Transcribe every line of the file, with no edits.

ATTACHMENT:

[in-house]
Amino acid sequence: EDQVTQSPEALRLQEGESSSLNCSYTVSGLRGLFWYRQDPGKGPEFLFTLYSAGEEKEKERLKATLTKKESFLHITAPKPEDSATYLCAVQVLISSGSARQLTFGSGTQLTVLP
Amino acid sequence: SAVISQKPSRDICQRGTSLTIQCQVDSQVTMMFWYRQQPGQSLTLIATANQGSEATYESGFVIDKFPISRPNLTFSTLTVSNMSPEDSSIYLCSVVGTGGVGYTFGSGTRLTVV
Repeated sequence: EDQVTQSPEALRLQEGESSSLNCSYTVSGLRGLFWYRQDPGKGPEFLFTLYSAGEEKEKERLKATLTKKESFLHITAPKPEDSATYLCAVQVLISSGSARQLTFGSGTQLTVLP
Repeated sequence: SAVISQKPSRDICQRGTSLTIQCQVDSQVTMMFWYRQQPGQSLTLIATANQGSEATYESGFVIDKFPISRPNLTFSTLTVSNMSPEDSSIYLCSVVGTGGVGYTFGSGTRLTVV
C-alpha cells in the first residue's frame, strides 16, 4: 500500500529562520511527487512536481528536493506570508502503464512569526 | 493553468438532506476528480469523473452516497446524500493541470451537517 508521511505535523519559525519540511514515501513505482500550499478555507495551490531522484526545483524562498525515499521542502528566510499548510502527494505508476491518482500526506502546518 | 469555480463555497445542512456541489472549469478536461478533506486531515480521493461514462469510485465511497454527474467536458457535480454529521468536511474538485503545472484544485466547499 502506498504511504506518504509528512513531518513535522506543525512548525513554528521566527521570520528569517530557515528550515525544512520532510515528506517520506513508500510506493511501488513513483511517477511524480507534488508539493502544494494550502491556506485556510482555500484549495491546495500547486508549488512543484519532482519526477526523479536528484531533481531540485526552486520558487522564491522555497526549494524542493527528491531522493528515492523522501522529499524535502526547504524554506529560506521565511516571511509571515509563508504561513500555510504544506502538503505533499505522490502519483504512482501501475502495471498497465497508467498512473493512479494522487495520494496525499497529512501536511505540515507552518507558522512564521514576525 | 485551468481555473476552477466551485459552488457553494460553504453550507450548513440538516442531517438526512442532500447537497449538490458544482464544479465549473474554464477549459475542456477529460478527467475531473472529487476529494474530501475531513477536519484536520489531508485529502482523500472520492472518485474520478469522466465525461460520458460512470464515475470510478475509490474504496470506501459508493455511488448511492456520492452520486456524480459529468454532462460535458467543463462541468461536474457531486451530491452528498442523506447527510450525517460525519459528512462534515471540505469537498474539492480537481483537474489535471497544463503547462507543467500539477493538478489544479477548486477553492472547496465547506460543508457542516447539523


[in-house]
Amino acid sequence: EDQVTQSPEALRLQEGESSSLNCSYTVSGLRGLFWYRQDPGKGPEFLFTLYSAGEEKEKERLKATLTKKESFLHITAPKPEDSATYLCAVQVLISSGSARQLTFGSGTQLTVLP
Amino acid sequence: SAVISQKPSRDICQRGTSLTIQCQVDSQVTMMFWYRQQPGQSLTLIATANQGSEATYESGFVIDKFPISRPNLTFSTLTVSNMSPEDSSIYLCSVVGTGGVGYTFGSGTRLTVV
Repeated sequence: EDQVTQSPEALRLQEGESSSLNCSYTVSGLRGLFWYRQDPGKGPEFLFTLYSAGEEKEKERLKATLTKKESFLHITAPKPEDSATYLCAVQVLISSGSARQLTFGSGTQLTVLP
Repeated sequence: SAVISQKPSRDICQRGTSLTIQCQVDSQVTMMFWYRQQPGQSLTLIATANQGSEATYESGFVIDKFPISRPNLTFSTLTVSNMSPEDSSIYLCSVVGTGGVGYTFGSGTRLTVV
C-alpha cells in the first residue's frame, strides 16, 4: 500500500529562520511527487512536481528536493506570508502503464512569526 | 493553468438532506476528480469523473452516497446524500493541470451537517 508521511505535523519559525519540511514515501513505482500550499478555507495551490531522484526545483524562498525515499521542502528566510499548510502527494505508476491518482500526506502546518 | 469555480463555497445542512456541489472549469478536461478533506486531515480521493461514462469510485465511497454527474467536458457535480454529521468536511474538485503545472484544485466547499 502506498504511504506518504509528512513531518513535522506543525512548525513554528521566527521570520528569517530557515528550515525544512520532510515528506517520506513508500510506493511501488513513483511517477511524480507534488508539493502544494494550502491556506485556510482555500484549495491546495500547486508549488512543484519532482519526477526523479536528484531533481531540485526552486520558487522564491522555497526549494524542493527528491531522493528515492523522501522529499524535502526547504524554506529560506521565511516571511509571515509563508504561513500555510504544506502538503505533499505522490502519483504512482501501475502495471498497465497508467498512473493512479494522487495520494496525499497529512501536511505540515507552518507558522512564521514576525 | 485551468481555473476552477466551485459552488457553494460553504453550507450548513440538516442531517438526512442532500447537497449538490458544482464544479465549473474554464477549459475542456477529460478527467475531473472529487476529494474530501475531513477536519484536520489531508485529502482523500472520492472518485474520478469522466465525461460520458460512470464515475470510478475509490474504496470506501459508493455511488448511492456520492452520486456524480459529468454532462460535458467543463462541468461536474457531486451530491452528498442523506447527510450525517460525519459528512462534515471540505469537498474539492480537481483537474489535471497544463503547462507543467500539477493538478489544479477548486477553492472547496465547506460543508457542516447539523